Frank (Ray Winstone) is confined to a residential home, stricken with Alzheimer's - past, present ad future steadily disintegrating. Then one day, James (Jim Sturgess) appears, wanting to ...
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Ashes is the story of a young Indo-American man who struggles in the inner city of New York to support himself and his mentally ill older brother. When a group of small time Indian ... See full summary »
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Maria Caruana Galizia
Edward Caruana Galizia,
Frank (Ray Winstone) is confined to a residential home, stricken with Alzheimer's - past, present ad future steadily disintegrating. Then one day, James (Jim Sturgess) appears, wanting to re-connect with a father who know longer knows him. James springs Frank from the home and the pair go on the run. As their haphazard journey unfolds - funny, violent and tragic by turns - the present merges with imperfect memories of the past and fact with fiction and we begin to realize that nothing is quite what it seems. ASHES itself defies neat categorization; part road movie, part psychological thriller; part contemporary film noir, but all beautifully shot and with a grimly satisfying twist. Written by
Greg (from the DVD jacket)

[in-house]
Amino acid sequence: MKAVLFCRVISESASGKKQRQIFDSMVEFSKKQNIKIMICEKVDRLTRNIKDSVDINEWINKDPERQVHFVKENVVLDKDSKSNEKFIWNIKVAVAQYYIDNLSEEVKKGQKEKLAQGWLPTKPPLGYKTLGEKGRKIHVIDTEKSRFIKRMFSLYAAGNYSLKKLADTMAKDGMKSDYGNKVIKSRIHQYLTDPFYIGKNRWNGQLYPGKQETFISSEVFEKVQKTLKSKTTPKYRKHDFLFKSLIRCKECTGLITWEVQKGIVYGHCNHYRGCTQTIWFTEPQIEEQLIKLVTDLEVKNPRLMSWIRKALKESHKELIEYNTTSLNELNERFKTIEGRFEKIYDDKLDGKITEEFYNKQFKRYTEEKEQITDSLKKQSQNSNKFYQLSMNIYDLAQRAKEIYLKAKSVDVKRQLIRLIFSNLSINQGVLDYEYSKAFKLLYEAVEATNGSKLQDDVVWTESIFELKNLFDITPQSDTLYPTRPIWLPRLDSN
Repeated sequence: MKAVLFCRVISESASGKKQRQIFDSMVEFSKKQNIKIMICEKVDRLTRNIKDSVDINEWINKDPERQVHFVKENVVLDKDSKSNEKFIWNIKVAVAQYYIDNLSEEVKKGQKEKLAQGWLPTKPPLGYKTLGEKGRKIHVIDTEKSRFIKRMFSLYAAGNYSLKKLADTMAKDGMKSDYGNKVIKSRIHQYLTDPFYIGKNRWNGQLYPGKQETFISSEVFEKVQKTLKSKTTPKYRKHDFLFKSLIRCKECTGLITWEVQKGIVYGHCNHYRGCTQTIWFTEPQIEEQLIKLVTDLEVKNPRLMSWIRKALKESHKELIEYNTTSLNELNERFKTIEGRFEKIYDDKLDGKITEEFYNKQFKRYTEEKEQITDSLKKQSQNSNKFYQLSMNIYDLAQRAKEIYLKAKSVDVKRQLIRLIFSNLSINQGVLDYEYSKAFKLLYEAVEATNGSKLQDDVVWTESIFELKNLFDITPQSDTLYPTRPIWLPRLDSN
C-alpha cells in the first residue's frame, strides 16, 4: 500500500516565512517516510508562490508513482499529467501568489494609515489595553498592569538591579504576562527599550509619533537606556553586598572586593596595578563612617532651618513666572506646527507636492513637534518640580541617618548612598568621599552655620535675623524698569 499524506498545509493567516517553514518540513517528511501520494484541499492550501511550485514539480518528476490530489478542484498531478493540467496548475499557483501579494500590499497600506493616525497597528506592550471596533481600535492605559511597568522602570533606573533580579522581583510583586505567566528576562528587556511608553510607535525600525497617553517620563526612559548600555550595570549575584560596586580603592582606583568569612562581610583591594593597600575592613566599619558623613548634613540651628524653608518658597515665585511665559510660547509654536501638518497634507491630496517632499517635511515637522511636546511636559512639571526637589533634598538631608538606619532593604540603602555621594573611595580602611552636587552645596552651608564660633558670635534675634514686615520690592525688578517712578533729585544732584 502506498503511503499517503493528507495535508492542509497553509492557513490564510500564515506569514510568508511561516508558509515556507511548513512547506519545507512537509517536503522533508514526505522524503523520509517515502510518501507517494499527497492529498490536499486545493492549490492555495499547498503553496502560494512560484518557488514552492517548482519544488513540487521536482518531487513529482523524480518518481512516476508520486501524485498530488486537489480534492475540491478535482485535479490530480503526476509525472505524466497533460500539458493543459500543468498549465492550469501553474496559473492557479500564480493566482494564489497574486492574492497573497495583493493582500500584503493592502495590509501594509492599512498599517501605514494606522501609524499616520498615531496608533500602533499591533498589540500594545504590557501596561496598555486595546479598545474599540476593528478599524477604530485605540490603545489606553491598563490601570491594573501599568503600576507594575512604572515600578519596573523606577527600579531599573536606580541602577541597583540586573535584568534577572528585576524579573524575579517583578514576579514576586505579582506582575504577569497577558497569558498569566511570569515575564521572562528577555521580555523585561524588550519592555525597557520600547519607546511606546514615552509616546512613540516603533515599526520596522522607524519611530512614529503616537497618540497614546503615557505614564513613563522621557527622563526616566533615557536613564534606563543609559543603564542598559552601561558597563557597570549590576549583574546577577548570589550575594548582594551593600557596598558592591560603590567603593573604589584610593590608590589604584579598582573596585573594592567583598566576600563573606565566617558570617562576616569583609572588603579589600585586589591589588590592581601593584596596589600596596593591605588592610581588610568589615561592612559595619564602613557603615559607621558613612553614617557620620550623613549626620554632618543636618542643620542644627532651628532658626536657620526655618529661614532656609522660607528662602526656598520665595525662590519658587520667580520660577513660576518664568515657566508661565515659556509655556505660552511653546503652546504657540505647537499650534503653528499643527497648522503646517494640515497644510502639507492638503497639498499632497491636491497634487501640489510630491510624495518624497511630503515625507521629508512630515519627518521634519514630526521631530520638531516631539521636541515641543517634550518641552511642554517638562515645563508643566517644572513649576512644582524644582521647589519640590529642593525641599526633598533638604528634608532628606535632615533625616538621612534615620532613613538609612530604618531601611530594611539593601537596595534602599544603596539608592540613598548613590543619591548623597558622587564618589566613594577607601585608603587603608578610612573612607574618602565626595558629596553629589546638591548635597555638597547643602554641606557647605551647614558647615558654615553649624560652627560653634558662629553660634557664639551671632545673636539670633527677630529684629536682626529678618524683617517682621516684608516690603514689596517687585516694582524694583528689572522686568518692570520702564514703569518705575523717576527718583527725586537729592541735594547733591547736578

Most people will be more familiar with Ray Winstone as 'tough-guy' characters, so perhaps that's one reason he's decided to take a break from 'busting heads' and started to show the viewers that he's got more of a 'sensitive' side.
In Ashes, he plays an Alzheimer sufferer who gets 'kidnapped' by his son from the hospital he's been committed to and then taken on a roadtrip across England. Why? Well, that's something you have to find out.
The first thing you need to is that this certainly isn't a 'feel-good' film. It's dark, nasty and certainly not light-hearted in any way. Its major plus-point is Ray Winstone. He plays the part perfectly, switching from scared bouts of violence, to just plain scared. He's the reason this film is worth watching, as the 'story' is somewhat lacking. I was left wondering why exactly these two were driving across country, as it isn't really explained until about the hour mark. Although, that is the time when the film generally starts to pick up.
The first hour - excluding Ray's performance - is pretty hard to sit through. It doesn't really go anywhere and drags by. However, if you can excuse that, it does get better and the last act ties everything up.
If you're a fan of Ray then you'll enjoy this. Otherwise, you'll have to be in the mood for a very dark drama to get something out of this.
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